THE HAPPY PRINCE
By Oscar Wilde
"Dear Prince," said the Swallow, "I cannot do that"; and he began to weep.
"Swallow, Swallow, little Swallow," said the Prince, "do as I command you."
So the Swallow plucked out the Prince's eye, and flew away to the student's garret. It was easy enough to get in, as there was a hole in the roof. Through this he darted, and came into he room. The young man had his head buried in his hands, so he did not hear the flutter of he bird's wings, and when he looked up he found the beautiful sapphire lying on the withered violets.
"I am beginning to be appreciated," he cried; "this is from some great admirer. Now I can finish my play," and he looked quite happy.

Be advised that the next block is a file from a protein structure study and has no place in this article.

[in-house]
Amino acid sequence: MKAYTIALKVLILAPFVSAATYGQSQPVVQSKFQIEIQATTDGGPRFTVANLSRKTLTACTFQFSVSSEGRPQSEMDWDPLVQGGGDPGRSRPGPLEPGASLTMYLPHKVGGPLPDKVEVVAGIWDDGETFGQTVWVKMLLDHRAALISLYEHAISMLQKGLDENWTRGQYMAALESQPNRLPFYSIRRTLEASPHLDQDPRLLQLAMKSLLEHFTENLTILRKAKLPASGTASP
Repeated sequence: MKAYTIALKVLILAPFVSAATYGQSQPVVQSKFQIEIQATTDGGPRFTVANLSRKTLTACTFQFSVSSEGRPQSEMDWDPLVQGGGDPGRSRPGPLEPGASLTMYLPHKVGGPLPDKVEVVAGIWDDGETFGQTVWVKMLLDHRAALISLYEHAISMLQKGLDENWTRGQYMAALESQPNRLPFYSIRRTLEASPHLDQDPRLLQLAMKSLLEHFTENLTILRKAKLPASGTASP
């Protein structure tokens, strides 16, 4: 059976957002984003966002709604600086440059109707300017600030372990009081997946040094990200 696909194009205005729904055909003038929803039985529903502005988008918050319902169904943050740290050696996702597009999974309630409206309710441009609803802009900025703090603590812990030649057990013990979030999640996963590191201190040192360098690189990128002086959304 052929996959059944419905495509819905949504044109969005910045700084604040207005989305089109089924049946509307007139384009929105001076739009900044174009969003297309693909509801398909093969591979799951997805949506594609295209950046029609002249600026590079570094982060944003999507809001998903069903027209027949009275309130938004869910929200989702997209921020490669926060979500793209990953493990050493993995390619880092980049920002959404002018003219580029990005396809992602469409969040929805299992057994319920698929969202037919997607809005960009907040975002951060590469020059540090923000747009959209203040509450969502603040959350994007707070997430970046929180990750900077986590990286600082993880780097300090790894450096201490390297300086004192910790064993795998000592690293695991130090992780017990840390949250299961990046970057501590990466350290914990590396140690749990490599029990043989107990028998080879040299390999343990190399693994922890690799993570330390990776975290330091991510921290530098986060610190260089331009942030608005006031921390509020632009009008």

The next day the Swallow flew down to the harbour. He sat on the mast of a large vessel and watched the sailors hauling big chests out of the hold with ropes. "Heave a-hoy!" they shouted as each chest came up."I am going to Egypt"! cried the Swallow, but nobody minded, and when the moon rose he flew back to the Happy Prince.
"I am come to bid you good-bye," he cried.